Where do people learn to be consultants? Most are home schooled. We know what that can mean.
If you want to become one, you need a better credential.
The job is pretty simple. You steal a guy’s watch and then charge to tell him the time. Thing is, sometimes victims have more than one watch. The iWatch tells time in addition to all the more important stuff it does, like locating the nearest Burger King or counting the steps you took today or finding the temperature in Toledo.
Most watch thieves have a special banker’s box to store the stolen “smart” watches. They segregate them from the regular kind so there will be no cross-pollination and interbreeding. (Not sure that’s legal. But I’ll ask my lawyer as soon as gets out of Greenhaven.)
Meantime, you can start your own consultant school. We’ve established an experimental version here at the Wessays™ Secret Mountain Laboratory (successor to the former Secret Waterfront Laboratory, where the patented Cholesterol Pipeline was developed to serve clustered fast food joints and food courts at the 23 malls that haven’t yet failed.)
The WestraDamus Mid-Atlantic School of Consultancy has small classes and a sliding fee scale. We do not accept federal loans. But we do teach beginning courses like
-How to convince a client that he’s facing unrecognized problems.
-How to solve them, but not all the way…
-Developing clients’ dependence on you.
-How to shift blame and avoid responsibility for your screwups as a consultant.
-How to be like the big guys.
-Grow or die.
-How to harness the public relations industry to your clients’ advantage.
-How to explain why the media didn’t pay any attention to your efforts at publicity.
-How to tell prospective clients about your successes even if you have none.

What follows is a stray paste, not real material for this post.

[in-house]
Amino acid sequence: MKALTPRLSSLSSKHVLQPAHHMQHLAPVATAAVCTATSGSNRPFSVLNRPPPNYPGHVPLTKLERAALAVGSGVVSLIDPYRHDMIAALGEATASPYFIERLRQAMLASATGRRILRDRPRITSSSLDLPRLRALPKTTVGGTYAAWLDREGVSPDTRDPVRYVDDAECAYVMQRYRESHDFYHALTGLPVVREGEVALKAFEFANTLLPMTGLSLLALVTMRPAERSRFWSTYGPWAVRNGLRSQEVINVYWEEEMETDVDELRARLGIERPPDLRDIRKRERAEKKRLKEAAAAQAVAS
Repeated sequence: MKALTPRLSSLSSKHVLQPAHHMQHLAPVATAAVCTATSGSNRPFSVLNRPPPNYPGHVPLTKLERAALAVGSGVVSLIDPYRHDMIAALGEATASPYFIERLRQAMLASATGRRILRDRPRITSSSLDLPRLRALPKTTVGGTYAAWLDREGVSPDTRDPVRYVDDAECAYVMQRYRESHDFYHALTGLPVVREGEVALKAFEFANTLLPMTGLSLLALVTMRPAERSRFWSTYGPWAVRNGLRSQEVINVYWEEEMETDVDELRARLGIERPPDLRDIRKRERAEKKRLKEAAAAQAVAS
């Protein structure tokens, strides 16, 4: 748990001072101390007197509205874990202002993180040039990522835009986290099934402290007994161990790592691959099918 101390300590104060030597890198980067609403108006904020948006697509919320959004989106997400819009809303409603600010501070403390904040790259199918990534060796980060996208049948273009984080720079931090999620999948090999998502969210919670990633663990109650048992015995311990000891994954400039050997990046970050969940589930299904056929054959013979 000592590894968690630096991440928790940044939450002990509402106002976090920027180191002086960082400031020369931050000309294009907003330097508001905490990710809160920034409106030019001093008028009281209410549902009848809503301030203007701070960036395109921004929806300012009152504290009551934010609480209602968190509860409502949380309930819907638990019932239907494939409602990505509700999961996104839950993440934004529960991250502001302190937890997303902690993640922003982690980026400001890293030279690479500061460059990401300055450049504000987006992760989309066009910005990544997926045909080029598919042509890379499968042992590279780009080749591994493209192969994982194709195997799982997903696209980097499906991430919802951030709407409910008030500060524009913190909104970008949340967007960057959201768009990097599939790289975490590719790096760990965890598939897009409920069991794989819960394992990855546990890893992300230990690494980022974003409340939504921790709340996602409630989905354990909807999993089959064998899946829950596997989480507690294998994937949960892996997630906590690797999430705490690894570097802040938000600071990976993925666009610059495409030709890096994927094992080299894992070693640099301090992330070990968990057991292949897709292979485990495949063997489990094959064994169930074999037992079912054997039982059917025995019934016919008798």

-How to pad and what to charge for ancillary services like photocopying, phone conversations, business lunches, travel expenses.
-How to convince potential clients that your certification from MASC -- Mid-Atlantic School of Consultancy -- gives you a leg up on those with homeschooling.
We are working on a jargon glossary. But that has a “Top Secret” label right now. We don’t want to tip our hand. But once it’s done, it’ll be like a second language for your clients who can then hold public discussions that no one else will understand. This is a key to not having to rent too much office space. You can hold your jargon conferences at Dairy Queen or the Dew Drop Inn or Madison Square Garden without fear of being understood by the uninitiated.
And never forget that a good consultant is worth his weight in helium.
--What we did on our first summer vacation in decades. Not much. That was the whole idea.
--The horrible phrase “shut-in” has fallen out of use, thank goodness. For this, you can thank today’s most maligned villain, the internet. Everyone now shares a virtual out-a-tude.
I’m Wes Richards. My opinions are my own but you’re welcome to them. ®
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© WR 2019